Abdomen with 5 freely articulated ventrites; tip of
abdomen with everted internal sac (length, 790
µm), the membranous walls of which have an
armature of spines. Also present is the aedeagus
(length, 510 µm) bearing sclerites and two
subtending parameres (length, 430 µm).
Legs relatively short, with profemur 630 µm long,
protibia 660 µm long and protarsus 263 µm long.
The mesofemur is 630 µm long, mesotibia 400
µm long and the mesotarsus 355 µm long; the
metatibia is 644 µm long, metatarsus 360 µm
long; the lengths of the metatarsomeres are (from
first to fourth) 84 µm, 84 µm, 70 µm, 231 µm. On
all legs, the terminal tarsomere is subequal to the
combined first three.
Remarks: There are no extant or extinct genera
of beetles in the current classification of the
Zopheridae that have the type of dorsal
protuberances found on S. saraemcheana gen. et
sp. nov. (Crowson, 1956; Dillon & Dillon, 1961;
Hatch, 1971; White, 1983; Borror et al., 1989;
Lawrence & Britton, 1991; Alekseev & Lord,
2014; Alekseev, 2015; Alekseev & Bukeja, 2016;
Ivie et al., 2016; Lord & Ivie, 2016; Alekseev &
Alekseev, 2019; Bullis, 2020). The elongate body
of S. saraemcheana gen. et sp. nov. resembles that
of the Australian Pseudendestes australis
(Lawrence & Britton, 1991).
Discussion
Several species of Zopheridae have been
described from Burmese amber, including
Paleoendeitoma antennata Deng, lipiski, Ren
and Pang (2017), P. minuta Deng, lipiski, Ren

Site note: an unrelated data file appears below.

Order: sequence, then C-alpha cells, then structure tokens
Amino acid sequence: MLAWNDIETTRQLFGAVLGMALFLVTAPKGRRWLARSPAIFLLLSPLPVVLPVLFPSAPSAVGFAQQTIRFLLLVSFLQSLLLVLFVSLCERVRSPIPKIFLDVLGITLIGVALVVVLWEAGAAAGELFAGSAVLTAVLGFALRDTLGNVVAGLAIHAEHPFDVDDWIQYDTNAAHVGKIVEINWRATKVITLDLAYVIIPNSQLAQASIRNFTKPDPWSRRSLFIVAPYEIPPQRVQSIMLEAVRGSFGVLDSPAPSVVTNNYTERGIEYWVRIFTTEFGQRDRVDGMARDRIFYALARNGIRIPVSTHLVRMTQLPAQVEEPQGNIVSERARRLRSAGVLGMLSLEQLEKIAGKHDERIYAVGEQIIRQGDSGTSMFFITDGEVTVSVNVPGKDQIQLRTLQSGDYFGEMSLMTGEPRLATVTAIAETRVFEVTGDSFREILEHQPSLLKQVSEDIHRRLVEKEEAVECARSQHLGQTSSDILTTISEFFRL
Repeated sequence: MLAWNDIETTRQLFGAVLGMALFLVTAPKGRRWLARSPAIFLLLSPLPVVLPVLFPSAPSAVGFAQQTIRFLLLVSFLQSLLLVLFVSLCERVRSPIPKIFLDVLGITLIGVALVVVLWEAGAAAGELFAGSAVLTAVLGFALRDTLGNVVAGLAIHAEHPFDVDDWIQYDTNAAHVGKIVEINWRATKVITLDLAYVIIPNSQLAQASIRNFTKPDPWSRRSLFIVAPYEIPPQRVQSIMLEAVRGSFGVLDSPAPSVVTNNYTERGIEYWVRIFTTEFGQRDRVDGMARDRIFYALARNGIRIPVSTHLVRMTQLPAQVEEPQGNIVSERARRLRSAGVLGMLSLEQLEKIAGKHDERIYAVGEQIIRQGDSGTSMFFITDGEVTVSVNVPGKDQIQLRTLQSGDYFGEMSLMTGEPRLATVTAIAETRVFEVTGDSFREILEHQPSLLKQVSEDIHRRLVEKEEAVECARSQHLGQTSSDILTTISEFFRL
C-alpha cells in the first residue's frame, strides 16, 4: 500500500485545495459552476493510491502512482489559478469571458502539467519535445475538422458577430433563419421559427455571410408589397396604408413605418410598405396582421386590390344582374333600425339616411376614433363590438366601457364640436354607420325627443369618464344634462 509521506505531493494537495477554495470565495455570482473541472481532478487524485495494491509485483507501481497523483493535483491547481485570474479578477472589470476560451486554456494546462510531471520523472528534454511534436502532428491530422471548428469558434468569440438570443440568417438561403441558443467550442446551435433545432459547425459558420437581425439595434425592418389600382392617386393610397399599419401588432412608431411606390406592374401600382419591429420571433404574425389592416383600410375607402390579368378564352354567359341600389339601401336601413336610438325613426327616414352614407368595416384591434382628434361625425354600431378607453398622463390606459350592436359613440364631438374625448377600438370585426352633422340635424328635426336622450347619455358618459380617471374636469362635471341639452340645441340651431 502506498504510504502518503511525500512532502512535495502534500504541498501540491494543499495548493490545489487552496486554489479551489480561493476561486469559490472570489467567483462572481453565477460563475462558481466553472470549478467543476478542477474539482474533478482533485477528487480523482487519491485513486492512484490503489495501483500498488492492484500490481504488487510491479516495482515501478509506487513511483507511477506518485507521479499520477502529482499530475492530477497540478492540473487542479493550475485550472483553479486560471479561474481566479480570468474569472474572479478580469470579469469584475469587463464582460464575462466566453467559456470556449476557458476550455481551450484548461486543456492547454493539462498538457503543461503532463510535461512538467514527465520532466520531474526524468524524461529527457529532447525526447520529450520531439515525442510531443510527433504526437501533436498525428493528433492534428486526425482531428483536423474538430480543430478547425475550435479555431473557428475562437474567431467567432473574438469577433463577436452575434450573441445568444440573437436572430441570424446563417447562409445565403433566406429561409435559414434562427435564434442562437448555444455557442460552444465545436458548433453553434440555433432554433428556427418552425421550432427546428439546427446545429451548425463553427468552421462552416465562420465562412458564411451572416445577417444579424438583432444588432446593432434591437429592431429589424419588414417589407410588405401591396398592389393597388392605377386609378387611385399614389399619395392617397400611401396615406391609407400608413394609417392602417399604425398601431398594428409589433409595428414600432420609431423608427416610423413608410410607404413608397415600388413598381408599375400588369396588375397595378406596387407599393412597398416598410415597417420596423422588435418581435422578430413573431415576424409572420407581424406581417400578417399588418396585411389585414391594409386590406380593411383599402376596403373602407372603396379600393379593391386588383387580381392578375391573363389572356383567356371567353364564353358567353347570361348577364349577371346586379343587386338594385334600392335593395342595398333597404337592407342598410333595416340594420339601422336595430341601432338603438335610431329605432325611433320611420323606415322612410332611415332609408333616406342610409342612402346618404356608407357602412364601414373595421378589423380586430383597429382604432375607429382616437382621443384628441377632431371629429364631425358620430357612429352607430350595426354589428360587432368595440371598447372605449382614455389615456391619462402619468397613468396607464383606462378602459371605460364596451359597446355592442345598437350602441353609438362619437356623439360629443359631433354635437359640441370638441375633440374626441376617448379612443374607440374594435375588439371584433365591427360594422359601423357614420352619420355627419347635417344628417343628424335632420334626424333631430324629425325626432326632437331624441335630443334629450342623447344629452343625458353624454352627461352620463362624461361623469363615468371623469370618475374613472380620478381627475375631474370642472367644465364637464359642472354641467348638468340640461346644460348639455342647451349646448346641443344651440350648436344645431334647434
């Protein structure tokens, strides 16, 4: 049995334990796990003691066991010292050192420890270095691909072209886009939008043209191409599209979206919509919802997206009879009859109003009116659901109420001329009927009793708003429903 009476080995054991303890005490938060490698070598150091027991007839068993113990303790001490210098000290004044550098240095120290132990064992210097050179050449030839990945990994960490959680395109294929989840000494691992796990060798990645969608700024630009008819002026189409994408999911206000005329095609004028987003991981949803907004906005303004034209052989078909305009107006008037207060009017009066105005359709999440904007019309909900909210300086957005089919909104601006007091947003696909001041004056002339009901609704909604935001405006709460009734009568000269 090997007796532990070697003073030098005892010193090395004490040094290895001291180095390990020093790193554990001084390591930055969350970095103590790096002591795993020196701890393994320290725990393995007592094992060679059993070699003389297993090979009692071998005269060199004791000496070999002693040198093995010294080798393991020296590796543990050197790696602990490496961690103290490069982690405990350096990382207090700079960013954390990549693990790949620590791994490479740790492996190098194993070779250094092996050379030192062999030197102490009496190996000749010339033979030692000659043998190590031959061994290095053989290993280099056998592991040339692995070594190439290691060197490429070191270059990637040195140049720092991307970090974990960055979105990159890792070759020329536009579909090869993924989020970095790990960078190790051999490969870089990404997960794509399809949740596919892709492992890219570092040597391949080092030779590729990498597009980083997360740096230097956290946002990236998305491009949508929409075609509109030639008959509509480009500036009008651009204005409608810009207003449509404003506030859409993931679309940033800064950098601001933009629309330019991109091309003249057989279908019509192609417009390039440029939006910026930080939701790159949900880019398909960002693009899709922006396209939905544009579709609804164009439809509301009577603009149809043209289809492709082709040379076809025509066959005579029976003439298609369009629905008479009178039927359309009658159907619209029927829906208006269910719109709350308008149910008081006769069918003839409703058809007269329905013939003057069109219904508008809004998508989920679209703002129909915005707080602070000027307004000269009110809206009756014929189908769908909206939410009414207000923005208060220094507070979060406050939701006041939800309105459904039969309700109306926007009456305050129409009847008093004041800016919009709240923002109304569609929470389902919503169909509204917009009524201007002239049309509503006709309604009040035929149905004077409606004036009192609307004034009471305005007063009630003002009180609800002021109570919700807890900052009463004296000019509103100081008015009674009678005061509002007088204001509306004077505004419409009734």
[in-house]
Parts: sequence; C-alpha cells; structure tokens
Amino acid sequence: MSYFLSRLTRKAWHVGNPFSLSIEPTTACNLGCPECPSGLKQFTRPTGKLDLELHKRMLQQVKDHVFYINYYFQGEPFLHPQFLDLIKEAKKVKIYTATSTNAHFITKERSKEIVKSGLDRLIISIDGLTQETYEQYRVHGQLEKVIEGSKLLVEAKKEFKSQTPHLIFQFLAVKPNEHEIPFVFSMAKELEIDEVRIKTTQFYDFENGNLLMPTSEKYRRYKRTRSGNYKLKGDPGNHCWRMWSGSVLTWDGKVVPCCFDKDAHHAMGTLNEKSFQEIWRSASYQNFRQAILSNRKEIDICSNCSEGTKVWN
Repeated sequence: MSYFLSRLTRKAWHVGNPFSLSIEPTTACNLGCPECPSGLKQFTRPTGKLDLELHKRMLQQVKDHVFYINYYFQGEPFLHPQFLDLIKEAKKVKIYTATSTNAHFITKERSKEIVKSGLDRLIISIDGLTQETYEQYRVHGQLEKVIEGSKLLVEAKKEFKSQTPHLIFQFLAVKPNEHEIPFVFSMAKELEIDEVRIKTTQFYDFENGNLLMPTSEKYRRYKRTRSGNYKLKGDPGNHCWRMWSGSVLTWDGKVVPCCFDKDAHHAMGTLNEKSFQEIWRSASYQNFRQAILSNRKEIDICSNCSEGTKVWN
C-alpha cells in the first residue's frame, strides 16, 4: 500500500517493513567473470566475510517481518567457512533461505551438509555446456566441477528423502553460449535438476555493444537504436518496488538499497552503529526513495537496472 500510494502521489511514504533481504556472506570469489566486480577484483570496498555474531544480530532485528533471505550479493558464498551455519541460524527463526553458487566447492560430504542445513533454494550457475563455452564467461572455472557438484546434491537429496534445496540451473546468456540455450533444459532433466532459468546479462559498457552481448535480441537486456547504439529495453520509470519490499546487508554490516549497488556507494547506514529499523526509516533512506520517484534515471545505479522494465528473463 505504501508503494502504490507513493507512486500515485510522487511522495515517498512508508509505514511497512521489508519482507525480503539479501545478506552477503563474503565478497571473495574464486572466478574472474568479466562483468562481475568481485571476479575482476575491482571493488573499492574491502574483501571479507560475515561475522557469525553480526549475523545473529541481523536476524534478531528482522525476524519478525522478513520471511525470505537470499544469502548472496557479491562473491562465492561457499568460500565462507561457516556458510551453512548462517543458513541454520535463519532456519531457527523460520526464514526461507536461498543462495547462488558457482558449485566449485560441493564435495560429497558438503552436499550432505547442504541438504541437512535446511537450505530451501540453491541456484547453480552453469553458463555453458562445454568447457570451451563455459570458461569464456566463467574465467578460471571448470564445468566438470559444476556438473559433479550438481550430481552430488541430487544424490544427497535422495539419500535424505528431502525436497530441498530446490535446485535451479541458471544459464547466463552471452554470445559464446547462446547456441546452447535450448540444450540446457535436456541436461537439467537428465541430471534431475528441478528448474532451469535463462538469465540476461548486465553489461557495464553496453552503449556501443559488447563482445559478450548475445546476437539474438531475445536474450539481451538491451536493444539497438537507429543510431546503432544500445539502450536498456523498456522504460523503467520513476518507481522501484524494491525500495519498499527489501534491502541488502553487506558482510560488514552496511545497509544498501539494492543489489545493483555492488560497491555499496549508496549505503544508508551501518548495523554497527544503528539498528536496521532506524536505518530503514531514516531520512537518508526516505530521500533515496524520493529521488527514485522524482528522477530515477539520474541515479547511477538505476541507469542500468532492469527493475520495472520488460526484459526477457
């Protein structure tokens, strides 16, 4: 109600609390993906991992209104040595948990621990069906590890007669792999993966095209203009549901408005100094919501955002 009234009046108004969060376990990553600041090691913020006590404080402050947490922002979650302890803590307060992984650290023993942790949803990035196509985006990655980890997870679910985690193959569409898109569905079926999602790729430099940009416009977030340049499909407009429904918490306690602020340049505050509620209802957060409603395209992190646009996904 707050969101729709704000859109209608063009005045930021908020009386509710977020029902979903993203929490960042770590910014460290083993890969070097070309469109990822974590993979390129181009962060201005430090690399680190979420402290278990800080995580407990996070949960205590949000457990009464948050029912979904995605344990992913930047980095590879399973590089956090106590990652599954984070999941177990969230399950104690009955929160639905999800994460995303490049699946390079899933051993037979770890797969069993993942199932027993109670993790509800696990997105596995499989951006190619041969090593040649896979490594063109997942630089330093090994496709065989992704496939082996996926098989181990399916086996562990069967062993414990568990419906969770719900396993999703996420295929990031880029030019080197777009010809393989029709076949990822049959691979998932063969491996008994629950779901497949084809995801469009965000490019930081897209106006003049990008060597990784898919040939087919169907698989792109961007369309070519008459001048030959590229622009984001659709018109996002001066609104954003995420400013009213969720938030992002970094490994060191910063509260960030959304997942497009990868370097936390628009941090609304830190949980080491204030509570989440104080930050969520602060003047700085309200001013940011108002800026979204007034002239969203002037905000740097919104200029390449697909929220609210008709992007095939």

and Pang (2017), P. buryi Hva (2019), P.
tuberculata Bullis (2020) and Cretomysteria
burmanica Deng, lipiski, Ren and Pang (2017).
None of the species in the genus Paleoendeitoma
or C. burmanica possess a covering of dorsal
protuberances as occurs in the present fossil. In
addition, the body of S. saraemcheana gen. et sp.
nov. is quite narrow, with the pronotum shaped
longitudinal, while it is transverse in P. antennata,
P. minuta, P. buryi, P. tuberculata and C.
burmanica (Deng et al., 2017; Hva, 2019; Bullis,
2020). In addition, there are no antennal grooves
or cavities on S. saraemcheana and the antennal
club is one-segmented.
An inverted (or everted) type of male genitalia is
one of the features of the Colydiinae (Deng et al.,
2017). While it is not a unique apomorphy of
colydiines, it is present on S. saraemcheana.
Within the spiny everted internal sac is a portion
of the aedeagus as well as the two parameres (Fig.
11), a condition described by Tuxen (1956) for
members of this family.
Lodged between the abdomen and elytra are
chains of one-celled conidia that are exposed at
the posterior end of the beetle (Fig. 12). There is
no mycelium protruding between the body
segments of S. saraemcheana. Since colydiines
are known to live in rotten wood, leaf litter and
decaying vegetation (Dillon & Dillon, 1961;